Logged

Andrew Rodney
Author “Color Management for Photographers”
http://digitaldog.net/
sandymc
Full Member
***
Offline Offline

Posts: 243


« Reply #8 on: November 07, 2012, 09:40:17 AM »
ReplyReply

1) why melissargb ? internal colorspace for LR operations shall be with linear gamma

2) except precision with conversion in shadows, right ?

Melissa RGB was the question the OP asked. Internal LR ops are indeed (so far as I'm aware anyway) in a linear space. But it makes no difference - linear or sRGB tone curve or whatever else, as long as it's a convert, not assign, it won't make a difference.

Convert will not make a difference in the shadows either, except to the extent that implementation specifics such as rounding/15 bit precision in the engine impacts on you. Which should not be much.

Sandy

Logged
digitaldog
Sr. Member
****
Offline Offline

Posts: 8108



WWW
« Reply #9 on: November 07, 2012, 10:43:44 AM »
ReplyReply

Melissa RGB is the name for a color space that only shows you values and a histogram. There's never any processing within the ACR/LR engine that uses it.

Any processing in Develop and other operations (Export to X RGB space) will convert the original data through the linear, ProPhoto primaries.

Assign has no role nor need in Lightroom. There is never any assignment of profiles. There is an assumption of untagged RGB (sRGB). Even then, LR doesn't assign or embed that into the master. If the data isn't sRGB, well you fix that elsewhere while doing something nasty to the bonehead who provided the untagged file into the operation <g>.

What the OP has to consider is the source RGB working space of rendered data being used within Lightroom, what and when LR will convert into another color space (this one quite wide). It can make a difference in the final output depending on what specific operations we're talking about.
Logged

Andrew Rodney
Author “Color Management for Photographers”
http://digitaldog.net/
Phil Corley
Newbie
*
Offline Offline

Posts: 42


WWW
« Reply #10 on: November 07, 2012, 01:25:55 PM »
ReplyReply

Thanks guys - slowly things are becoming clearer.

As to why I am doing this; my current workflow is to Export & convert to DCAM 3. In Photoshop I then assign a DCAM 3 variant as I like the saturation treatment that this can provide, which fits with my feel for my images .  i would then finish the file in Photoshop, save as a PSD, then resize, output sharpen using Photokit Sharpener and output to print or web.

Works well for me, but...

I also like the workflow that LR provides and I like the soft-proof facility and Print Module (much better than PS to me).  Given this, I have been trying to work out if I can remain in LR, just doing a return trip to Photoshop and then output the resulting TIFF from LR.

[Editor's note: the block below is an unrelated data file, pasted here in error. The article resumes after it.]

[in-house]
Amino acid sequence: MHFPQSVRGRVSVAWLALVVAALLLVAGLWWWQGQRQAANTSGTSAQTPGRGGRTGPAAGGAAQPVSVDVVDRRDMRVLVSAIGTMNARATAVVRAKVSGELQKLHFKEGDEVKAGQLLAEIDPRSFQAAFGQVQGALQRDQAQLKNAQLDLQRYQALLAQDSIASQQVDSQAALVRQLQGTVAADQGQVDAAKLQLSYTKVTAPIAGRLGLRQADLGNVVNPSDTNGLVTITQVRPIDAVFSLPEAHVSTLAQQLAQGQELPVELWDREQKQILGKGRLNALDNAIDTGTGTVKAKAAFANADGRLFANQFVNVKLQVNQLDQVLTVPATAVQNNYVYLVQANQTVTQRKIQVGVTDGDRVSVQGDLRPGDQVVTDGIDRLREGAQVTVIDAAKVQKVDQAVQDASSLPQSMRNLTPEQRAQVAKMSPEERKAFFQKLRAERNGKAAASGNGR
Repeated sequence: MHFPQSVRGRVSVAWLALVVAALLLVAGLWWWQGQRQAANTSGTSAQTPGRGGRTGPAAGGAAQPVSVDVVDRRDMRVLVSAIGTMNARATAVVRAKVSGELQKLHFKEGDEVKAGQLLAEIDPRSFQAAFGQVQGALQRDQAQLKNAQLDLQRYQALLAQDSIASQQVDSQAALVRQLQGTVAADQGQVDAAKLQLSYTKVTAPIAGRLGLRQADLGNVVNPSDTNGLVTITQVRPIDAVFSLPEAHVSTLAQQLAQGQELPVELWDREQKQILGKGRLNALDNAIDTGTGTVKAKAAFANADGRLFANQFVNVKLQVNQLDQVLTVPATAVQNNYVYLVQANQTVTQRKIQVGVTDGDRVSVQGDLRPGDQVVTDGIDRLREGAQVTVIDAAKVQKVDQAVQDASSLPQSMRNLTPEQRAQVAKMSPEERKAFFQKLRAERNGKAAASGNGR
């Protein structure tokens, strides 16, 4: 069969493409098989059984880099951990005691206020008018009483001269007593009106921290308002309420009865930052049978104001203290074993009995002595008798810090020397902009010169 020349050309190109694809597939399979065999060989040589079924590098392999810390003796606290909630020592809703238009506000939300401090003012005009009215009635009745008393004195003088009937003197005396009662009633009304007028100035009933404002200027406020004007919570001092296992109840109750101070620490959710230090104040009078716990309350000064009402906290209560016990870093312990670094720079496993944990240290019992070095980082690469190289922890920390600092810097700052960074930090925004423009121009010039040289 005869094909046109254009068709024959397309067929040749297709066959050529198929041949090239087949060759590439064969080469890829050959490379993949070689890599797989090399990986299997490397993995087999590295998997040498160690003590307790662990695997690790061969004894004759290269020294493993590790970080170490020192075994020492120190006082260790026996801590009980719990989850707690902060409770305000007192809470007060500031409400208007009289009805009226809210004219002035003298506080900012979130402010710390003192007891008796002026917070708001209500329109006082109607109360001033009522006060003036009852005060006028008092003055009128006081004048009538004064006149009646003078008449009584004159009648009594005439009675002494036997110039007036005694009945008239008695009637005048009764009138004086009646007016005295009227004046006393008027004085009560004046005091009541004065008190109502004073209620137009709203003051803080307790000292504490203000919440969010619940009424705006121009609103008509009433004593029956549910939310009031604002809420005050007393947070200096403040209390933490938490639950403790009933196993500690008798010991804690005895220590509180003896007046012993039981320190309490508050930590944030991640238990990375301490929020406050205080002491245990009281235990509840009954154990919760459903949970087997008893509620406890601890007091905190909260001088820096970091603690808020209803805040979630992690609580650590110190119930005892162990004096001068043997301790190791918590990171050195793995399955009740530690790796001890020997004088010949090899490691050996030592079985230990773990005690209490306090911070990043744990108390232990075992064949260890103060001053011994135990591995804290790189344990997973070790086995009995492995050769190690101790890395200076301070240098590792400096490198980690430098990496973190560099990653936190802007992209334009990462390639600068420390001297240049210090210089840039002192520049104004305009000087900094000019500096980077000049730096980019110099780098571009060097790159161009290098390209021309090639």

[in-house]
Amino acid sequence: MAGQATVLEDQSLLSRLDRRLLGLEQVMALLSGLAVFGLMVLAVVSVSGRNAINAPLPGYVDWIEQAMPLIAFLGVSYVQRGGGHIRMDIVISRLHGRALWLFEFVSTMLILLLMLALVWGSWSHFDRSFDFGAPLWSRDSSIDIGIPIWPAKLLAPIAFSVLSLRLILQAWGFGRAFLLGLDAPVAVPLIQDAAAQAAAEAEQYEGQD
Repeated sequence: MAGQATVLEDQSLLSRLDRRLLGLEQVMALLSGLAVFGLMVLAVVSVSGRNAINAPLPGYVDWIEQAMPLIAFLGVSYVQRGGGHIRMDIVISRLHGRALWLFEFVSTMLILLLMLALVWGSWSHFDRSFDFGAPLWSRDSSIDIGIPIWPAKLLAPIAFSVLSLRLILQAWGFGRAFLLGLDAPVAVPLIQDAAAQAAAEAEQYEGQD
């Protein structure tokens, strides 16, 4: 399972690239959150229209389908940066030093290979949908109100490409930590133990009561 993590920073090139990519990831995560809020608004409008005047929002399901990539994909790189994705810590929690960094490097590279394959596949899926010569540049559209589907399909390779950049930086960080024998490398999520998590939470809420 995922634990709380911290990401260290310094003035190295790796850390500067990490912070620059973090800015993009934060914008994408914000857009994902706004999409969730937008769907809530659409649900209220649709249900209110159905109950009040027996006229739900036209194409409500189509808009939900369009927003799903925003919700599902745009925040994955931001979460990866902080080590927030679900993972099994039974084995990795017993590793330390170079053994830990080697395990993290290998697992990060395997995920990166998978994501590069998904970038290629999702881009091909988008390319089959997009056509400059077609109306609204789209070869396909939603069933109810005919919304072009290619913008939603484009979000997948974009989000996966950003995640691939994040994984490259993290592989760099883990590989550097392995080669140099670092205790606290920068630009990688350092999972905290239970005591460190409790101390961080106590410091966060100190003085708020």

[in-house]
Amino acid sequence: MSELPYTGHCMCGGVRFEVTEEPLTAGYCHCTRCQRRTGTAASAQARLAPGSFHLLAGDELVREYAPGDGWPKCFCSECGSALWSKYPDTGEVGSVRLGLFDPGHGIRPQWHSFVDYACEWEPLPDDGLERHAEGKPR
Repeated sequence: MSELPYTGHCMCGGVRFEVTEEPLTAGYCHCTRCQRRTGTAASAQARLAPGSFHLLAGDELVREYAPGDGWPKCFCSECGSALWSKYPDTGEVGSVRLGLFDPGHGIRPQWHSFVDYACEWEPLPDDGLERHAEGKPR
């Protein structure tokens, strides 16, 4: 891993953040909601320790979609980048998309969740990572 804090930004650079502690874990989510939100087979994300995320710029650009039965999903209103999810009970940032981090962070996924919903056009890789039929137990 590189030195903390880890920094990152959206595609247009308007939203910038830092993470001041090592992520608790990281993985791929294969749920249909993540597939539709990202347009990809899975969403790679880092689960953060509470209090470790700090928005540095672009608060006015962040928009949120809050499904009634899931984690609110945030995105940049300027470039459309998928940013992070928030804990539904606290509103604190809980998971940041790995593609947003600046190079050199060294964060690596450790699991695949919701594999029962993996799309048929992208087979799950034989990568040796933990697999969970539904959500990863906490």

What I don't understand is what impact the assigning of a DCAM3 Variant would have on the LR processes; hence the question.

Appreciate all advice and pointers

Phil

Logged
deejjjaaaa
Sr. Member
****
Offline Offline

Posts: 743


« Reply #11 on: November 07, 2012, 01:35:34 PM »
ReplyReply

Convert will not make a difference in the shadows either, except to the extent that implementation specifics such as rounding/15 bit precision in the engine impacts on you. Which should not be much.
there is a theory that in shadows it does... more so if we are talking about several roundtrips through ACR/LR
Logged
Simon Garrett
Sr. Member
****
Offline Offline

Posts: 290


« Reply #12 on: November 07, 2012, 01:41:24 PM »
ReplyReply

Joe's profiles as are some others are engineered to provide better (or characteristically different) overall saturation and definition appearance when assigning to an image that's been processed into another color space slightly smaller over using Photoshop's Hue/Sat tools.

I've done the same technique many years ago restoring bad scans from a consumer grade flatbed scanner except using Joe's free version of Ekta Space RGB by assigning and converting between AdobeRGB and sRGB. I got some odd hue combos that made the image look pleasing. It was crude and took a lot of trial and error but it worked only not on all scans.

Joe's method is a lot more planned out and sophisticated over my early attempts. I've only seen his method used on high quality medium format scans, so I'm not sure what to expect applying it to digital camera based Raw image processing.
I've read Joseph's articles again, and it seems that the main purpose of his "special" working spaces is to get optimum gamut and TRC without going to 16 bit per channel. 

However, the idea of assigning "chroma variants" of his working spaces as a way of altering colour seems rather strange, or at least: it's using profiles in a way for which (IMHO) the profile mechanism wasn't designed. 

Assigning a profile is rather like taking a temperature value of 20C and rather than convert to 68F, you simply assign the Farenheit scale and say "the temperature is 20F".  It might achieve what you want, but it's rather subverting the temperature measurement, and it results in values that don't mean what they purport to mean.